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20 Jul 2001 : Column: 659W
Mr. Frank Field: To ask the Secretary of State for the Home Department what the total cost of paying police pensions was in each of the last five years; and what proportion of that cost was met by (a) contributions and (b) Treasury subvention. 
Mr. Denham: The total cost of paying police pensions for each of the last five years is set out in the table. Police officers pay pension contributions of 11 per cent. of salary at present. The pension scheme is operated on 'pay-as-you-go' terms. Officers' contributions comprise about 26 per cent. of the gross cost of pensions paid each year.
|Year||Net pensions expenditure|
The Chartered Institute of Public Finance and Accountancy
Actuals 199697 to 19992000 and Estimates for 2000/01
Mr. Stinchcombe: To ask the Secretary of State for the Home Department when the Prison Service will introduce a key performance indicator on reducing reoffending rates; and if he will make a statement. 
Beverley Hughes: The Prison Service is committed to reducing the rates of reoffending by prisoners on release. Because data on reoffending rates rely on self-reporting by offenders, reconviction rates are the best proxy measure. The Home Office published a new Public Service Agreement on 3 November 2000 which sets a joint target for the Prison and Probation Services to reduce by 2004 the rate of reconvictions of all offenders punished by imprisonment or by community supervision by 5 per cent. compared to the predicted rate. Because the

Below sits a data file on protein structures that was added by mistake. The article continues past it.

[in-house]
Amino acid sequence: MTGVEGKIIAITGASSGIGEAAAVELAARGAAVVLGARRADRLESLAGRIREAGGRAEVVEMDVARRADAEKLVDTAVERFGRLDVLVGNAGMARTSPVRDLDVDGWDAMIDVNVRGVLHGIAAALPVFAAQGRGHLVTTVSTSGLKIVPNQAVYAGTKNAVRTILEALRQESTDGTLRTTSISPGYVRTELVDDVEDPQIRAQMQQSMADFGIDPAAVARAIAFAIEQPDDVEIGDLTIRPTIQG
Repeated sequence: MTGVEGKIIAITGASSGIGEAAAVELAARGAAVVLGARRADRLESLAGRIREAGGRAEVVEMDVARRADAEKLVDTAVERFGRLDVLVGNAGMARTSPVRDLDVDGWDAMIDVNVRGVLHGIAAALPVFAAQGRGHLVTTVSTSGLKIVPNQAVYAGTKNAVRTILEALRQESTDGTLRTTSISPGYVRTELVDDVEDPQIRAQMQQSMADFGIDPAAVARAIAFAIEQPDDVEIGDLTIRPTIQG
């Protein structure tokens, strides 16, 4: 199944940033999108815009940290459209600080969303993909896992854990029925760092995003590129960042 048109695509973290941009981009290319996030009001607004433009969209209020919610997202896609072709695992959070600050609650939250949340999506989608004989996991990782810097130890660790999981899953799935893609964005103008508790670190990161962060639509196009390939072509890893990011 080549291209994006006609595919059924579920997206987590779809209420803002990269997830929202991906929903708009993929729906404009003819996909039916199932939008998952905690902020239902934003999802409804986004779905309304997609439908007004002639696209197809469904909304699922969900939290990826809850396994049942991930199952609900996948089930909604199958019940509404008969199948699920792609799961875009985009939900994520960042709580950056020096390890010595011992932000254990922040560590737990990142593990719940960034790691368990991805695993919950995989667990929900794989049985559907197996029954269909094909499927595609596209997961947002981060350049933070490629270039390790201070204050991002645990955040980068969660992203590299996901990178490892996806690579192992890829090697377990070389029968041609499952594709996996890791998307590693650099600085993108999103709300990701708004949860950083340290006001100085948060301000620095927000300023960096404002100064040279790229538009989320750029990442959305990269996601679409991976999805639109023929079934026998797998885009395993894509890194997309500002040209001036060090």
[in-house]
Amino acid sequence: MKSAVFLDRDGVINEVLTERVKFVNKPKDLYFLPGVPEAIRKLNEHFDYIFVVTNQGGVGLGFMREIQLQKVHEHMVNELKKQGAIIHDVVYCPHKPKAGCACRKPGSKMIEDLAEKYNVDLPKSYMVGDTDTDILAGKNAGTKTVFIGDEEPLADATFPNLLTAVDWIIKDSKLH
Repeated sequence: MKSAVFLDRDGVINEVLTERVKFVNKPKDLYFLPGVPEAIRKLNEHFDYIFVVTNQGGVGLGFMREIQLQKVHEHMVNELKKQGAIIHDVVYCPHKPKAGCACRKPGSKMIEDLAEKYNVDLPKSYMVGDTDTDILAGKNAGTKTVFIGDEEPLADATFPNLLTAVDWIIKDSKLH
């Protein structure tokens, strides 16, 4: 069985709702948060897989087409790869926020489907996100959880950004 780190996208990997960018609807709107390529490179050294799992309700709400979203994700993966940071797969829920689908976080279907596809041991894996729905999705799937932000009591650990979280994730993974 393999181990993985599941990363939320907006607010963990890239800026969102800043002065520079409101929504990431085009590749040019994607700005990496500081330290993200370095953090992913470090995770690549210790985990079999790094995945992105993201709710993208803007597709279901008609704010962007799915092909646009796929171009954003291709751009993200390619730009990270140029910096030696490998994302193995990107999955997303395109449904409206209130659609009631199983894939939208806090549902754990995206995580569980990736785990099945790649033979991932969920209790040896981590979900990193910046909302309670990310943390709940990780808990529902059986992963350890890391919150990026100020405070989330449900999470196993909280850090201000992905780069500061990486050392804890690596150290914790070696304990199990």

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reconviction data do not become available for over two years after the offender's release, the Key Performance Indicators for the Prison Service (the management tool for delivering this target) are based on delivering the annual outputs (educational qualifications, accredited offending behaviour programmes, and reducing drug use) which evidence shows will reduce the level of reconvictions.
Beverley Hughes: All degree courses for prisoners are run by the Open University through a joint scheme which is managed by the Prisoners Learning and Skills Unit in the Department for Education and Skills. The total figure in June 2001 was 407.